Specialty Films Off to Strong Start at Holiday Box Office
The Fighter and Black Swan were outdone only by four big 3D titles --Tron: Legacy (which placed No. 1 for the day), Yogi Bear, The Chronicles of Narnia: The Voyage of the Dawn Treader and Tangled, respectively.
On Tuesday, The Fighter came in at No. 5 with $1.9 million to boost its cume to $16.1 million.
The Fighter is appealing more heavily to women than anticipated; they made up 53% of the audience turning out during the Dec. 17-19 weekend. Paramount began courting this demo in its marketing campaign after it became apparent during test screenings that women were drawn to the picture.
Relativity fully financed The Fighter after taking the project over from Paramount, working with producers David Hoberman, Todd Lieberman and Mark Wahlberg to bring the budget down and bring aboard director David O. Russell as well as stars Christian Bale, Melissa Leo and Amy Adams.
Paramount retained rights to distribute the movie domestically.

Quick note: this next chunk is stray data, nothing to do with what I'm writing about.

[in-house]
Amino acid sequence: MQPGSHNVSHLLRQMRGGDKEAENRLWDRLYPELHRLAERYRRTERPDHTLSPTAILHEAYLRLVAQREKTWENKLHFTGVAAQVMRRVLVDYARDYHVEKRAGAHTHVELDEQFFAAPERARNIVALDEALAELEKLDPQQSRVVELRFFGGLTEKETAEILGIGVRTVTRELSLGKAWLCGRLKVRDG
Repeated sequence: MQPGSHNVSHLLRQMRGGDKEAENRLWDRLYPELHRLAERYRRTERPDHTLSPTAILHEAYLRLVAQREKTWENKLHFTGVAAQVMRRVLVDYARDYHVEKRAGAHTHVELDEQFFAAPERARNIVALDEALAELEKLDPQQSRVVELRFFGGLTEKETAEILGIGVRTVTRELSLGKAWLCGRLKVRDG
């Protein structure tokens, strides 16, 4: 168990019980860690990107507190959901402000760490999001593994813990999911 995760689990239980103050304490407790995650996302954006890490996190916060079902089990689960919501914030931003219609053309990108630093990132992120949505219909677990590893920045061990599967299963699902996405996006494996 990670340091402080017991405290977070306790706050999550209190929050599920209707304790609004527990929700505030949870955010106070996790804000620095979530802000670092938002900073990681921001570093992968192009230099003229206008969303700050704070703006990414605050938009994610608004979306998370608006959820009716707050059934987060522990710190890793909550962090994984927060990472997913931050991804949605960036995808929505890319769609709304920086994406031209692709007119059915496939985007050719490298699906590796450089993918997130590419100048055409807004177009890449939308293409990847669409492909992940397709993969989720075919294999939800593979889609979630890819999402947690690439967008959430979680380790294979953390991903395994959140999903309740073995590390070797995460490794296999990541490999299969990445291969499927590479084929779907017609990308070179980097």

"Without a doubt, all of this is a sign that there is still an audience for smart, savvy independent film," Weinstein Co. COO David Glasser said. "It's reminiscent of five years ago when you had films like Brokeback Mountain and Crash.
"Audiences want something that is off the beaten path, provoking conversation and talk," he added.
On Wednesday, another specialty film, Focus Features' Somewhere, unspooled in a limited run, and Sony Pictures Classics' The Illusionist debuts Friday. On Dec. 29, three more indie films bow: Sony Classics' Another Year, the Weinstein Co.'s Blue Valentine and Roadside Attractions' Biutiful, which bows in an awards qualifying run. Biutiful officially launches in late January.
King's Speech's gross was $3.3 million through Tuesday. The Tom Hooper-directed film posted the highest per-screen average of the day, as it did over the weekend.
Elsewhere at the box office Tuesday, Disney's Tron grossed $6.2 million for a five-day cume of $56.2 million. Placing No. 2, Yogi grossed $2.9 million for a five-day total of $21.8 million, followed by Narnia ($2.7 million for a 12-day cume of $47.7 million) and Tangled ($2.5 million for a cume of $132.4 in its fourth week in release).
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